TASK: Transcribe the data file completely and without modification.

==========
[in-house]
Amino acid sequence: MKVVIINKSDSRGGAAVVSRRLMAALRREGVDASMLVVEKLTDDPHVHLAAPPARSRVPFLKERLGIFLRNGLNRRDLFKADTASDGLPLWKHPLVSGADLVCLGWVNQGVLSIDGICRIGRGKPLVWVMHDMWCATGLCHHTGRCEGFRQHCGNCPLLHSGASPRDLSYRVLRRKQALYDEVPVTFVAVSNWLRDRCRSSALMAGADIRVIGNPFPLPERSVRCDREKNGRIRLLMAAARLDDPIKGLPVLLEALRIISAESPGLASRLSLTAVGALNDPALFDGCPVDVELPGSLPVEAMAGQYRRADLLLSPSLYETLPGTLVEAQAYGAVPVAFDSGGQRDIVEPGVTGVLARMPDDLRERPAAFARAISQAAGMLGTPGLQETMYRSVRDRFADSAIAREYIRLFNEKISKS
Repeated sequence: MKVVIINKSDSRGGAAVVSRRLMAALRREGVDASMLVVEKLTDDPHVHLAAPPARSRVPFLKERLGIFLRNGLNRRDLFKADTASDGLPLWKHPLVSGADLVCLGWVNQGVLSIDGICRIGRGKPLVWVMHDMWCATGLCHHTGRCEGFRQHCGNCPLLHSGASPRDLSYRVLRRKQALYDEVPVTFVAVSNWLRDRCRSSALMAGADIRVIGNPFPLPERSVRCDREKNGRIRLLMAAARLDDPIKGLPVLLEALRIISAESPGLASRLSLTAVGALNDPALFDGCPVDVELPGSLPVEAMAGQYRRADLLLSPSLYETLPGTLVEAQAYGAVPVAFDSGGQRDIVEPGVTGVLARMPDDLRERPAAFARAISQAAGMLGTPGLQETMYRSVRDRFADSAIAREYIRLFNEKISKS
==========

[in-house]
Amino acid sequence: MKVVIINKSDSRGGAAVVSRRLMAALRREGVDASMLVVEKLTDDPHVHLAAPPARSRVPFLKERLGIFLRNGLNRRDLFKADTASDGLPLWKHPLVSGADLVCLGWVNQGVLSIDGICRIGRGKPLVWVMHDMWCATGLCHHTGRCEGFRQHCGNCPLLHSGASPRDLSYRVLRRKQALYDEVPVTFVAVSNWLRDRCRSSALMAGADIRVIGNPFPLPERSVRCDREKNGRIRLLMAAARLDDPIKGLPVLLEALRIISAESPGLASRLSLTAVGALNDPALFDGCPVDVELPGSLPVEAMAGQYRRADLLLSPSLYETLPGTLVEAQAYGAVPVAFDSGGQRDIVEPGVTGVLARMPDDLRERPAAFARAISQAAGMLGTPGLQETMYRSVRDRFADSAIAREYIRLFNEKISKS
Repeated sequence: MKVVIINKSDSRGGAAVVSRRLMAALRREGVDASMLVVEKLTDDPHVHLAAPPARSRVPFLKERLGIFLRNGLNRRDLFKADTASDGLPLWKHPLVSGADLVCLGWVNQGVLSIDGICRIGRGKPLVWVMHDMWCATGLCHHTGRCEGFRQHCGNCPLLHSGASPRDLSYRVLRRKQALYDEVPVTFVAVSNWLRDRCRSSALMAGADIRVIGNPFPLPERSVRCDREKNGRIRLLMAAARLDDPIKGLPVLLEALRIISAESPGLASRLSLTAVGALNDPALFDGCPVDVELPGSLPVEAMAGQYRRADLLLSPSLYETLPGTLVEAQAYGAVPVAFDSGGQRDIVEPGVTGVLARMPDDLRERPAAFARAISQAAGMLGTPGLQETMYRSVRDRFADSAIAREYIRLFNEKISKS